The enclosure, known locally as Navan Ring or Navan Rath, is almost perfectly circular, embracing about 12 acres, defined by a massive bank with a ditch inside the bank. These are well preserved only to W. and S., but if they originally continued on this scale all round the circle the ditch would have covered about 15.5 acres. In a defensive site the ditch is usually outside the bank, so even before excavation it was clear that Navan was not an ordinary hillfort. Within the circle is a low circular mound, with a surrounding infilled ditch, and at the highest point of the hill is a high mound, in its present form reconstructed after excavation.
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What the visitor cannot see on the grassy hill is the fascinating story so skilfully uncovered during 10 years of excavation, between 1961 and 1971, by the late Dudley Waterman, and here we can only give a brief outline. From the Neolithic period, the time of the first farmers in Ireland (3000-2000 BC), came pottery, flints and ploughmarks. In the Late Bronze Age, in about 700 BC, a circular ditched and fenced enclosure was built in the area now covered by the high mound. Inside was a round wooden house with a door to the E., with an attached larger ‘yard’, approached by a fenced ‘droveway’ from the E. These structures were replaced many times over the next 600 years – the houses nine times and the yards six times – a remarkable demonstration of continuity. Finds were not plentiful but were consistent with royal or aristocratic occupation. The most unusual was the skull of a barbary ape, which must have been brought from Spain or North Africa, perhaps as a gift.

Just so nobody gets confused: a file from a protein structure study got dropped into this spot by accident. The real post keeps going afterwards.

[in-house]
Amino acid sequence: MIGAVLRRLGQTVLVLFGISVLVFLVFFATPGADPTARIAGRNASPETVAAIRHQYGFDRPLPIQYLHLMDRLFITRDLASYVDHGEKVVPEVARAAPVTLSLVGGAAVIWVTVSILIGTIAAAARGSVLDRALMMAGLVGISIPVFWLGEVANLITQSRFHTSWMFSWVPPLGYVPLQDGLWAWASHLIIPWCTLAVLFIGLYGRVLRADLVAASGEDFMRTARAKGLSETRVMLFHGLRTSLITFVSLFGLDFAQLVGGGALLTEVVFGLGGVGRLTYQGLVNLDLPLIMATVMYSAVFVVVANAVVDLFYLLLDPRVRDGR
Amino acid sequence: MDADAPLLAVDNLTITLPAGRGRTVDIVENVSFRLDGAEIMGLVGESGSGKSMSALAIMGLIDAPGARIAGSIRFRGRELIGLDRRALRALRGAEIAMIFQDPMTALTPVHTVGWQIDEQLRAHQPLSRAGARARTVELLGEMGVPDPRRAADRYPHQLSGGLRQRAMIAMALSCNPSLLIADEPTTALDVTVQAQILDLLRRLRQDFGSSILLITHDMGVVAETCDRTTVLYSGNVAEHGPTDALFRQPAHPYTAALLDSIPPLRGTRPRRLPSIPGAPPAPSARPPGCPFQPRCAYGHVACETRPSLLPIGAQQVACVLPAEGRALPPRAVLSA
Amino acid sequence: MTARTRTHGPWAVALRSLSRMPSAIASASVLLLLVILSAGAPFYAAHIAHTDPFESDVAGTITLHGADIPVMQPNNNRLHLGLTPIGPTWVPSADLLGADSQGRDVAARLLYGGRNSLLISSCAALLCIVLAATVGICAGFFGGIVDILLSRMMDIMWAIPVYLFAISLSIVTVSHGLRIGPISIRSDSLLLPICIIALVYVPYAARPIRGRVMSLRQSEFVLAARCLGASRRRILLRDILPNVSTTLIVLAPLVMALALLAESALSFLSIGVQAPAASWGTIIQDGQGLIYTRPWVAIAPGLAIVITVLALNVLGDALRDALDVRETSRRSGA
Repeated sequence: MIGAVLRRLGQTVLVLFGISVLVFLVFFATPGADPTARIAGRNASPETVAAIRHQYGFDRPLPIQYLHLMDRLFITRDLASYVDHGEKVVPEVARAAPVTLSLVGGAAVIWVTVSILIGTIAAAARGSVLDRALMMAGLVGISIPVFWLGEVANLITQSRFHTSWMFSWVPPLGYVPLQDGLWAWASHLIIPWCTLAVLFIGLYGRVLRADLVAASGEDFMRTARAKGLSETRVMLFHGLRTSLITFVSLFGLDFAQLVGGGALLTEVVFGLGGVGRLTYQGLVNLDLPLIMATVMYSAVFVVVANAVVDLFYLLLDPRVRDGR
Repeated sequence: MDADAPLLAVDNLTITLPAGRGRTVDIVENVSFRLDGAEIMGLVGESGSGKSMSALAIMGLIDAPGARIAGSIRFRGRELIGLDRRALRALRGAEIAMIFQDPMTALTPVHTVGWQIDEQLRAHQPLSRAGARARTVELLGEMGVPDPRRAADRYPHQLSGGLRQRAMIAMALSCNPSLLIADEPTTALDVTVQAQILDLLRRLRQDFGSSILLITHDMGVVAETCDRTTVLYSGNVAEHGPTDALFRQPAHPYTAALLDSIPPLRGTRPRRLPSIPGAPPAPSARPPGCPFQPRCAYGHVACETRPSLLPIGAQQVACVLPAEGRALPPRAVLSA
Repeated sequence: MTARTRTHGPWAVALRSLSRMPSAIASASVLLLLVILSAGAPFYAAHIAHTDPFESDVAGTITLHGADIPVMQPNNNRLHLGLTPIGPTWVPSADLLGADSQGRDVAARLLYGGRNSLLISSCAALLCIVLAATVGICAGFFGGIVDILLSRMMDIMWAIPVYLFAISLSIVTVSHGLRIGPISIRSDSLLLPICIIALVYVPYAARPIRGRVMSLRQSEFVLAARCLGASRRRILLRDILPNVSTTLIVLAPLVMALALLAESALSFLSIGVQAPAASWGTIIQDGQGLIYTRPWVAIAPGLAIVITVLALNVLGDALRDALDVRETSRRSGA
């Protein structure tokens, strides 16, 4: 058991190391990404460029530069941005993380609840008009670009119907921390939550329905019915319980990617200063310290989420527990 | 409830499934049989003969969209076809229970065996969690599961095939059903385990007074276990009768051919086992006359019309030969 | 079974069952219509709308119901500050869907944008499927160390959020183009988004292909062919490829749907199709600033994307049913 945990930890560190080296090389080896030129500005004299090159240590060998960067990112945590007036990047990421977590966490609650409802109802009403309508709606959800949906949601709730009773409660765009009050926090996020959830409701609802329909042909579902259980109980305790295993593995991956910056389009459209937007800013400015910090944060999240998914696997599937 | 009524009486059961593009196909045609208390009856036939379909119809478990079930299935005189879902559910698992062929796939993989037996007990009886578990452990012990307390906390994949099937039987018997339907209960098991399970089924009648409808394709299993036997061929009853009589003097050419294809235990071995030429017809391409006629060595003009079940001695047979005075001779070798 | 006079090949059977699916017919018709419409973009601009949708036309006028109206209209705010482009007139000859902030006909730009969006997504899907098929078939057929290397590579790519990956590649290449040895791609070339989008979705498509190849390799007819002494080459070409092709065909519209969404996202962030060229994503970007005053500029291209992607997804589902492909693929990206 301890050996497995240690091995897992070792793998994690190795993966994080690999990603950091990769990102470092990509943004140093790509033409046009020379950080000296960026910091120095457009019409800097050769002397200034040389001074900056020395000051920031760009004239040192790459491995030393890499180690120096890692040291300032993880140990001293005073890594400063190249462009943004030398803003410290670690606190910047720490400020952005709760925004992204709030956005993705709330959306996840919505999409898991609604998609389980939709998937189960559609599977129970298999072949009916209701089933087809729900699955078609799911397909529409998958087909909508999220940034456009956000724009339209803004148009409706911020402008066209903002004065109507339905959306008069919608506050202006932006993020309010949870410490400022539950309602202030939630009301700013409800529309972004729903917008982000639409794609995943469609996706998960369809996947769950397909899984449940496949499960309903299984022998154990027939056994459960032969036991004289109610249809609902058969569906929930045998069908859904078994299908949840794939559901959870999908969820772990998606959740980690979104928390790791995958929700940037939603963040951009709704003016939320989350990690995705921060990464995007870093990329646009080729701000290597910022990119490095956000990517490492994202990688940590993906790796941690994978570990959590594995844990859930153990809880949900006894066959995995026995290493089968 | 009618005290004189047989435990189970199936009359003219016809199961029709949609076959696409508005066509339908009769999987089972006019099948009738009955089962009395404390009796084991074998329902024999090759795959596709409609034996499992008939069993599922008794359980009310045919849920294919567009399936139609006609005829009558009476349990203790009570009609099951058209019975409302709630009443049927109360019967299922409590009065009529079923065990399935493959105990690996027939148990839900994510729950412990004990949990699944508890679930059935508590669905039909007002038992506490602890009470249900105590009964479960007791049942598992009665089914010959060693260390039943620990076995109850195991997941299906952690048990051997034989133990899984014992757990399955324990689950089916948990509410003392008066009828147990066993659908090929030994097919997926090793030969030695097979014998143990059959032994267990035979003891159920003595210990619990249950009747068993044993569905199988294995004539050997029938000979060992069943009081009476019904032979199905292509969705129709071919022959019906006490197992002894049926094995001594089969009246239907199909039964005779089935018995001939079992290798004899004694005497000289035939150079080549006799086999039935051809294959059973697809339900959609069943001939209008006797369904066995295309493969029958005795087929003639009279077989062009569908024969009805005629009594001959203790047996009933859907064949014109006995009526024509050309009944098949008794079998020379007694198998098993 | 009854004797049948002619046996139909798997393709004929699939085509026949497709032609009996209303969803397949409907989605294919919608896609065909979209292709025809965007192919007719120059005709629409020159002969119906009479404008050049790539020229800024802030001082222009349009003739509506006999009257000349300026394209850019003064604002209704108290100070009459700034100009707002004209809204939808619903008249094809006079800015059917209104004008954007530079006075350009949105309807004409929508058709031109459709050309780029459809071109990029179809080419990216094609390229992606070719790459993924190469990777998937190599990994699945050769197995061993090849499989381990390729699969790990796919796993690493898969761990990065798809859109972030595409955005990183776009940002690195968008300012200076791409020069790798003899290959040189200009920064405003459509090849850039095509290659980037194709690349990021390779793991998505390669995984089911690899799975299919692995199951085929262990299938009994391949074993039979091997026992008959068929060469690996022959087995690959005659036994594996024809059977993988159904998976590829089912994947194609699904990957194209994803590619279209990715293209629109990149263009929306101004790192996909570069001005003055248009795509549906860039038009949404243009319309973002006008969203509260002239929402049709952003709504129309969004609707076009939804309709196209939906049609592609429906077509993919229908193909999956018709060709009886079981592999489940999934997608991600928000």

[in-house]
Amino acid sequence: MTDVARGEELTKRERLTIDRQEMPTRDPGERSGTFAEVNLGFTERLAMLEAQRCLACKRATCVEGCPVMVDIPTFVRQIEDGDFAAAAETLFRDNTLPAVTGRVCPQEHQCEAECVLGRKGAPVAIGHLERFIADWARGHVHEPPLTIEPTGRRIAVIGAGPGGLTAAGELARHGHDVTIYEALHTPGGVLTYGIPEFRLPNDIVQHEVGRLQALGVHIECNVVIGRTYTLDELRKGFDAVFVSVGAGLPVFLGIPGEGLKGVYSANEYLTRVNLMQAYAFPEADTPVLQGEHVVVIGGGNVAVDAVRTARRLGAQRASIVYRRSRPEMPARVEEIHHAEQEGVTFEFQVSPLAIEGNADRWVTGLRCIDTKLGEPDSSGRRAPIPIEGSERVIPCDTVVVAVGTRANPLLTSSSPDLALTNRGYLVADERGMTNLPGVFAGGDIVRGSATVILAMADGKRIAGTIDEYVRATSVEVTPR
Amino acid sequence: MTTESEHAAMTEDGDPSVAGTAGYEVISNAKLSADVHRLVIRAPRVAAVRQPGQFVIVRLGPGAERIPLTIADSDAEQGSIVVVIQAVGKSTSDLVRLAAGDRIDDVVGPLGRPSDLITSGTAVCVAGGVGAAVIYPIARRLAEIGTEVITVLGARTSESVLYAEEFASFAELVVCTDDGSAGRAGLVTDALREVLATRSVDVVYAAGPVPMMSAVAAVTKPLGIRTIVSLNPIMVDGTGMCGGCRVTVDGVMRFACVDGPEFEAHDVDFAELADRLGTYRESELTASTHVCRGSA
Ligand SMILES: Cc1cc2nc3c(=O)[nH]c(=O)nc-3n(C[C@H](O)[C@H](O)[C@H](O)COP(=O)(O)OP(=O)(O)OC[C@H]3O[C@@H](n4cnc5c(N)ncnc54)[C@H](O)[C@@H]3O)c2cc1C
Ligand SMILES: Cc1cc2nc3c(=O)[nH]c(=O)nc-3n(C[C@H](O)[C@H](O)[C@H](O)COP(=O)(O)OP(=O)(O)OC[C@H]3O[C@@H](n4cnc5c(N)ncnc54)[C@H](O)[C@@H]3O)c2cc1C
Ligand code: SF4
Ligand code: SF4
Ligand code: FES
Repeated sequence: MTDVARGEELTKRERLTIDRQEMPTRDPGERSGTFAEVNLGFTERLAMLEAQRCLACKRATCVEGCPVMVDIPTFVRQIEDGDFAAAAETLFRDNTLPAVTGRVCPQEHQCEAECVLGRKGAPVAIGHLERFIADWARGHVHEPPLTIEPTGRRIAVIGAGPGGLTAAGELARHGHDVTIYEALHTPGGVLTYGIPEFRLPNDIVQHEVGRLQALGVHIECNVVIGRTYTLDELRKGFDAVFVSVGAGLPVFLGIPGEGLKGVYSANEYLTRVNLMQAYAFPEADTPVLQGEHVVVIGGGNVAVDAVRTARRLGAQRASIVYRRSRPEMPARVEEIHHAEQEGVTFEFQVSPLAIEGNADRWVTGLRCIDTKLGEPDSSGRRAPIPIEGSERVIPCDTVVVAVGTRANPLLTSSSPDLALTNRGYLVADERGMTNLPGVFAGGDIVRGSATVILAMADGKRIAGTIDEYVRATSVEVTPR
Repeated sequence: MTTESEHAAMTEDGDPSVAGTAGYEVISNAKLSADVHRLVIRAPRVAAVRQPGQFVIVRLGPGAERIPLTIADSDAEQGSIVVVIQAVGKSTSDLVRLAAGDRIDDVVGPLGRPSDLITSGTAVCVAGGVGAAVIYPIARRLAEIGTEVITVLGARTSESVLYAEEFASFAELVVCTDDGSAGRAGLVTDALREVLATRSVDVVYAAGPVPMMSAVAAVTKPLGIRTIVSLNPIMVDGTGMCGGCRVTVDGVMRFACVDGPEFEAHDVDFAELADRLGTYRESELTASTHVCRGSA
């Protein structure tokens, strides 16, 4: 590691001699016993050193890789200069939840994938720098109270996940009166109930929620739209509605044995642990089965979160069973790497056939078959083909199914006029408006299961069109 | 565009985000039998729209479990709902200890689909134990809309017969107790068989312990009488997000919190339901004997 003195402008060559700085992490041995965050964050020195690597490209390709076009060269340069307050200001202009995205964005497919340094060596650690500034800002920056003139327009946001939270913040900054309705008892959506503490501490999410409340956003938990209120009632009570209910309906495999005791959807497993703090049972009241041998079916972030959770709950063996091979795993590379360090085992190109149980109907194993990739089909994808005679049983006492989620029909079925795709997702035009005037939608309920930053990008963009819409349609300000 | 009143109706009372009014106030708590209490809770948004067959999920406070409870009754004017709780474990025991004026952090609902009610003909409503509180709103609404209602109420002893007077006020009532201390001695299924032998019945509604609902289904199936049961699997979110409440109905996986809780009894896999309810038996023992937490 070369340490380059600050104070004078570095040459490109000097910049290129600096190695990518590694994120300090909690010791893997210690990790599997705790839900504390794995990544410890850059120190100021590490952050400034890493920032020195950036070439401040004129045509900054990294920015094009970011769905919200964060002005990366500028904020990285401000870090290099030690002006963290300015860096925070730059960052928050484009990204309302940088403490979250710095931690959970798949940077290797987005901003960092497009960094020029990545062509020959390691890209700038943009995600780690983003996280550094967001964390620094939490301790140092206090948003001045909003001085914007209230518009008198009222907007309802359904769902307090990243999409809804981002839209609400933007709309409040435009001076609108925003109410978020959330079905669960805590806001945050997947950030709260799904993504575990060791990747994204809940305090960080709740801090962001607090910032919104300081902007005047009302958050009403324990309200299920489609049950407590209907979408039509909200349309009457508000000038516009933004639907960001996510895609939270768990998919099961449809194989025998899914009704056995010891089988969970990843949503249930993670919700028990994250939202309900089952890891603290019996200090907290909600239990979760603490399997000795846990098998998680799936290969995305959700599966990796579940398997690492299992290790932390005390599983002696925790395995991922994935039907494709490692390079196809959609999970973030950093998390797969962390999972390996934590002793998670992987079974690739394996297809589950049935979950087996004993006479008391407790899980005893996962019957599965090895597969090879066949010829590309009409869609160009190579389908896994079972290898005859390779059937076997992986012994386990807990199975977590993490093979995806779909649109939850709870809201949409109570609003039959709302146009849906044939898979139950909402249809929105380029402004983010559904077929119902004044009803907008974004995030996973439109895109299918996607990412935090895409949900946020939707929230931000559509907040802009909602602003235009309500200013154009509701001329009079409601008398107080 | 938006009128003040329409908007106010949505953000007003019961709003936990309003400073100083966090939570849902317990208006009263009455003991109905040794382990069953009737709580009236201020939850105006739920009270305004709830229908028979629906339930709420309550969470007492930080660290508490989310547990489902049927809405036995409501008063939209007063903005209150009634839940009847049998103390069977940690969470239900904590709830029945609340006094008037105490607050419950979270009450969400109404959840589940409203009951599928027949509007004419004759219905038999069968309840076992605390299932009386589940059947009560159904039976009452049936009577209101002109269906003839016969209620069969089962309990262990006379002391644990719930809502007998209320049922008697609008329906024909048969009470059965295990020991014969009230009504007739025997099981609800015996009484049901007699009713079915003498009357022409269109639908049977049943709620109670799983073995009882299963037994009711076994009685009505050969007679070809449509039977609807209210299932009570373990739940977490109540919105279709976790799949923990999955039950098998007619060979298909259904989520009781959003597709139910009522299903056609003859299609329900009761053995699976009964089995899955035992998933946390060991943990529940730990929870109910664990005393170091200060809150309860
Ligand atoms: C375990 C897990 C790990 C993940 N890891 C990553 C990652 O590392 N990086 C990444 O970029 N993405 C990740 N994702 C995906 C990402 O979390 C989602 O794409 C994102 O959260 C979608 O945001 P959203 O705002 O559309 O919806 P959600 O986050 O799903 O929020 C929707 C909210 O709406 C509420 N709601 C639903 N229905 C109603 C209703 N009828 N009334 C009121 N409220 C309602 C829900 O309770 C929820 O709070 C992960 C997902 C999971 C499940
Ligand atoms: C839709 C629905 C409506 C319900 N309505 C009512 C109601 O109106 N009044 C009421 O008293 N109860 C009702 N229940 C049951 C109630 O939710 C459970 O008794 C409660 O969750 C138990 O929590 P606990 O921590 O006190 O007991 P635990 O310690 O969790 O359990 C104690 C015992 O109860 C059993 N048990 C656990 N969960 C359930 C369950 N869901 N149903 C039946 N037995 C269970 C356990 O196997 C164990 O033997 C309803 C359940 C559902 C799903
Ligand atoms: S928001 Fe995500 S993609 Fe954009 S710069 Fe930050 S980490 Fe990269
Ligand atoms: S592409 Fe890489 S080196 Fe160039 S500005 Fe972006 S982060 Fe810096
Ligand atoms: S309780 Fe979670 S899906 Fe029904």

This sequence spans the transition from the Bronze to the Iron Age. In about 100 BC the area was cleared and transformed by the building of a huge wooden structure, 40 metres in diameter. It had an outer wall of timber and inside were five concentric rings of large posts, 275 in all, with the stump of a particularly big post in a pit at the centre. This post made possible the very close dating, to 100 BC, by dendrochronology (tree ring dating). It is likely that the structure was roofed, but there was no sign that it had been used for any length of time. Instead it had been filled with limestone boulders and set on fire. The remains were then covered with sods and clay to form a high mound. We do not know what this great wooden structure was, but it may have been a temple, and perhaps both its building and its burning were ritual acts. But, whatever its purpose, it is certainly one of the most remarkable buildings yet found in the whole Celtic world – the world of Iron Age Europe.
A small excavation done in 1961 on the low mound to the E. showed that the Bronze Age structures were present here also, but there was no clear evidence for the date of the mound. It may be a barrow – a burial mound – of the Iron Age. No excavation has yet been done on the surrounding earthworks, so the age of the ‘ring’ is unknown, and most of the area inside is also unexcavated.